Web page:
March 11, 2013

Carrie Avery on Getting Dramatic Results with Relatively Small Grants

Carrie Avery, the President and Board Chair of the Durfee Foundation, represents the third generation of Averys to take the helm of the family foundation

By: The Bridgespan Group
Carrie AveryCarrie Avery, the President and Board Chair of the Durfee Foundation, represents the third generation of Averys to take the helm of the family foundation. A lawyer by training, Carrie currently chairs the board of the National Center for Family Philanthropy in addition to leading Durfee and infusing her family’s foundation with her own brand of creative philanthropy.

Interpreting her grandfather’s vision

Avery credits her grandfather, R. Stanton Avery, who launched the foundation in 1960, with embedding his values flexibly, such that family members could make the foundation their own. Says Avery: “My grandfather made it very easy for us to plug into the mission of the foundation and keep it alive because he was so gracious about creating a flexible mission…[to allow] different trustees, further down the generations, to find what enlivens us and plug it into the mission.”

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Doing “something big with something small”: the potential of small grants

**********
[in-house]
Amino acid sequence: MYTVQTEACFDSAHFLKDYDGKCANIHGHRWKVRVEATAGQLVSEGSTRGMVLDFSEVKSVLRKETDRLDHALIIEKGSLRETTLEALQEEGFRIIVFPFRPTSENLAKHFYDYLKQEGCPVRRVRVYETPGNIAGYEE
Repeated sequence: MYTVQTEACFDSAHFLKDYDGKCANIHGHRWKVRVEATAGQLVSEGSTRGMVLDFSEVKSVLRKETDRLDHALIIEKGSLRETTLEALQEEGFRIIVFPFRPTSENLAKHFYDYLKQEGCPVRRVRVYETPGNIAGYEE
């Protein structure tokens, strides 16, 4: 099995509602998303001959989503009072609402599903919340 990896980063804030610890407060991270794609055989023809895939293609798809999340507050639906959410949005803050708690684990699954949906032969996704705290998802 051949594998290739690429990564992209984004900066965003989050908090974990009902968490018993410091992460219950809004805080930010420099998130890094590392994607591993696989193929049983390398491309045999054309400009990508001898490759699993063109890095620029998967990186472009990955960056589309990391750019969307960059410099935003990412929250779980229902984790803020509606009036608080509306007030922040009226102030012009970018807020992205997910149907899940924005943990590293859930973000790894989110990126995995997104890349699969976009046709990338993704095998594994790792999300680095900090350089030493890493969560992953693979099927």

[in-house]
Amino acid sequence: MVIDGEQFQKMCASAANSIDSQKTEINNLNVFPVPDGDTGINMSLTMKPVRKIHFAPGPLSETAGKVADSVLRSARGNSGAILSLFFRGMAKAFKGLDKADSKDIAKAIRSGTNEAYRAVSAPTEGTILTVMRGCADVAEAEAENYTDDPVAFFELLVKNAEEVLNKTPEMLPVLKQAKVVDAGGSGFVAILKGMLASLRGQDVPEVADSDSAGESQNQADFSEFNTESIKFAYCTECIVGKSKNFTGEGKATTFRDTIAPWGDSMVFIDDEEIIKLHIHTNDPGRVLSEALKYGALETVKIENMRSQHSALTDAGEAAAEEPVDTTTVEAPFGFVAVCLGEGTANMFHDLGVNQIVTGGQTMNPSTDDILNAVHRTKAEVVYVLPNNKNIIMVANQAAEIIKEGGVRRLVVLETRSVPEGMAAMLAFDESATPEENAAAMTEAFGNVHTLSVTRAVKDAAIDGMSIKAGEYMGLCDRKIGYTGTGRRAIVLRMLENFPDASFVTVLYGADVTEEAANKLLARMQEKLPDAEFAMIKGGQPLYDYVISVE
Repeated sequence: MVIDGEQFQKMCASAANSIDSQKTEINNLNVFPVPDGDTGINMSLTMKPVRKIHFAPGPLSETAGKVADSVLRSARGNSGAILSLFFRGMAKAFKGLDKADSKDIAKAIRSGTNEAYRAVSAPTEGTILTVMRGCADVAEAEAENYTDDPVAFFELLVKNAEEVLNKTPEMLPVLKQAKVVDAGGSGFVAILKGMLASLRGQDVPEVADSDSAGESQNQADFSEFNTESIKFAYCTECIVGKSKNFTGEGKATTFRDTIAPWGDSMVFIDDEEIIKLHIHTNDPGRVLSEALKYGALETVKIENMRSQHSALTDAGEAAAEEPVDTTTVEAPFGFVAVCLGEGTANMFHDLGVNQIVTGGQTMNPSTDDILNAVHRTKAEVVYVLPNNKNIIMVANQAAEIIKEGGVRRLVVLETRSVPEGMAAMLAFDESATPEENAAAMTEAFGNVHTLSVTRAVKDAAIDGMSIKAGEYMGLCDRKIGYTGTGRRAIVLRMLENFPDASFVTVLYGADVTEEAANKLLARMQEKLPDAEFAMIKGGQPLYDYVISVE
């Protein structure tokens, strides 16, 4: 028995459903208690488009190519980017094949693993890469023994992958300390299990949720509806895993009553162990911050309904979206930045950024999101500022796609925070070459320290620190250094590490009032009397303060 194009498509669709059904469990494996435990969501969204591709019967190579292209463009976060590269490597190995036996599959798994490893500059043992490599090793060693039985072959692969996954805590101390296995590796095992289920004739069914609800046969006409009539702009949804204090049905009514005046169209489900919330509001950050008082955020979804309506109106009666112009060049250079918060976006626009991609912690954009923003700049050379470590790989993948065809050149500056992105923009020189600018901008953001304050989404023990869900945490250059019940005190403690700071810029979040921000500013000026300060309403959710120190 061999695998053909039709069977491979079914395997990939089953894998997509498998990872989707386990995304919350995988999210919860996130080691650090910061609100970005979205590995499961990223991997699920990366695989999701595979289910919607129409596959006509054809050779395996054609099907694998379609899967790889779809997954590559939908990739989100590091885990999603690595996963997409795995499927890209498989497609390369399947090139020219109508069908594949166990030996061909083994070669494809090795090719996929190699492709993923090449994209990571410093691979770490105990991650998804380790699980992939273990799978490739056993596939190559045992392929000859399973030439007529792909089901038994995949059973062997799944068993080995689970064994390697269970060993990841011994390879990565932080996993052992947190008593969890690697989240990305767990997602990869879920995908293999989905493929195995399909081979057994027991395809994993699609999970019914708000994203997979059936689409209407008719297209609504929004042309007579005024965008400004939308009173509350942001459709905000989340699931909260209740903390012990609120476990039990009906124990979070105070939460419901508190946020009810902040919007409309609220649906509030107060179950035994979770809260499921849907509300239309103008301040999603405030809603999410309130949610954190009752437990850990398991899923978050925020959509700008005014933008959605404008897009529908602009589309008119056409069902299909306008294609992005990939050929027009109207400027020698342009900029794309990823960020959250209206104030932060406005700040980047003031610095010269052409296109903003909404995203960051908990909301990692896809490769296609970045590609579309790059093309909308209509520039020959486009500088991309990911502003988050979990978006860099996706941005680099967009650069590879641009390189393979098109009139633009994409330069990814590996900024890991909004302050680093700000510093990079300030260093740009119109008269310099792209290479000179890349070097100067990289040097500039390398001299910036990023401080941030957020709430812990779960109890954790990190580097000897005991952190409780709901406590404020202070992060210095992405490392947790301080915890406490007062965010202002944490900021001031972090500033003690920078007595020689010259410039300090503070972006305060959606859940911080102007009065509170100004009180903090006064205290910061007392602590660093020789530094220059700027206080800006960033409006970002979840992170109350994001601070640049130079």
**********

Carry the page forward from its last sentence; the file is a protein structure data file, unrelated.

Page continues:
Avery says “By doing something a little bit different by giving people a sabbatical or giving people a Stanton Fellowship…we are looking to do something big with something small.” The sabbatical program, for example, offers leaders up to $35,000 to “travel, reflect, or otherwise renew themselves in whatever manner they propose.” Despite the relatively small grants, the result of letting strong leaders choose how to make the most of the time has spoken volumes: Durfee, along with other funders of similar programs, commissioned an evaluation that determined that such sabbaticals “demonstrate a number of positive outcomes that are unexpected, broad, and profound.” As Avery shares: leaders came back from sabbatical and “saw things with fresh eyes…they discontinued programs that didn’t really deserve to have a life anymore. They added new things…they realized the potential of the people who had stepped in while they were gone.” 

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A focus on “the way work is done” rather than on causes

As remarkable as Durfee may be for its continuity across generations, the strategic focus of the foundation may be even more unusual. Stan’s focus on creativity and individual initiative has engendered today’s focus on nonprofit leadership development in Los Angeles. As Avery says, “we’re more about the way the work is done than about what work is being done…we’re focused much more on supporting leadership, supporting innovation, supporting creative thinking….” Case in point? The groundbreaking Durfee Sabbatical Program, which from 1997 to date has supported 80 dynamic nonprofit leaders to take a three-month sabbatical to recharge and focus on themselves.

Avery’s favorite moment came as the result of such a grant to Susan Burton, who leads nonprofit A New Way of Life Reentry Project.

How might your philanthropy punch above its weight? What makes small gifts likely to get outsized impact?

Carrie Avery’s Key Messages for Philanthropists



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